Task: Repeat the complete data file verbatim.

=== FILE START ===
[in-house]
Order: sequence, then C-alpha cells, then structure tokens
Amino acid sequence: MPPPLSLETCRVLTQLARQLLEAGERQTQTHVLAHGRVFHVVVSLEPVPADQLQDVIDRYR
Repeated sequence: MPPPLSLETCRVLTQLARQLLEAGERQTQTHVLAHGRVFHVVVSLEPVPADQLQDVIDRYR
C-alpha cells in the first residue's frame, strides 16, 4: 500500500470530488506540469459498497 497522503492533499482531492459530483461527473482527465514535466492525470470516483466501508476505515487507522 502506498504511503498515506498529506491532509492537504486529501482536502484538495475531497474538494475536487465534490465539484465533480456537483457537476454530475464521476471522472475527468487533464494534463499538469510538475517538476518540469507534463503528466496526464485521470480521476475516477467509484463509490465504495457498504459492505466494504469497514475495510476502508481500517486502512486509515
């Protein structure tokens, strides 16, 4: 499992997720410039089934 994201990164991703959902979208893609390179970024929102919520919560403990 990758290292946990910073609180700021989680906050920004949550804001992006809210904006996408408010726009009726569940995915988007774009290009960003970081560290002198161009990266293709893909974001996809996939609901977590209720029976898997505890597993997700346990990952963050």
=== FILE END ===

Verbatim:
[in-house]
Order: sequence, then C-alpha cells, then structure tokens
Amino acid sequence: MPPPLSLETCRVLTQLARQLLEAGERQTQTHVLAHGRVFHVVVSLEPVPADQLQDVIDRYR
Repeated sequence: MPPPLSLETCRVLTQLARQLLEAGERQTQTHVLAHGRVFHVVVSLEPVPADQLQDVIDRYR
C-alpha cells in the first residue's frame, strides 16, 4: 500500500470530488506540469459498497 497522503492533499482531492459530483461527473482527465514535466492525470470516483466501508476505515487507522 502506498504511503498515506498529506491532509492537504486529501482536502484538495475531497474538494475536487465534490465539484465533480456537483457537476454530475464521476471522472475527468487533464494534463499538469510538475517538476518540469507534463503528466496526464485521470480521476475516477467509484463509490465504495457498504459492505466494504469497514475495510476502508481500517486502512486509515
């Protein structure tokens, strides 16, 4: 499992997720410039089934 994201990164991703959902979208893609390179970024929102919520919560403990 990758290292946990910073609180700021989680906050920004949550804001992006809210904006996408408010726009009726569940995915988007774009290009960003970081560290002198161009990266293709893909974001996809996939609901977590209720029976898997505890597993997700346990990952963050």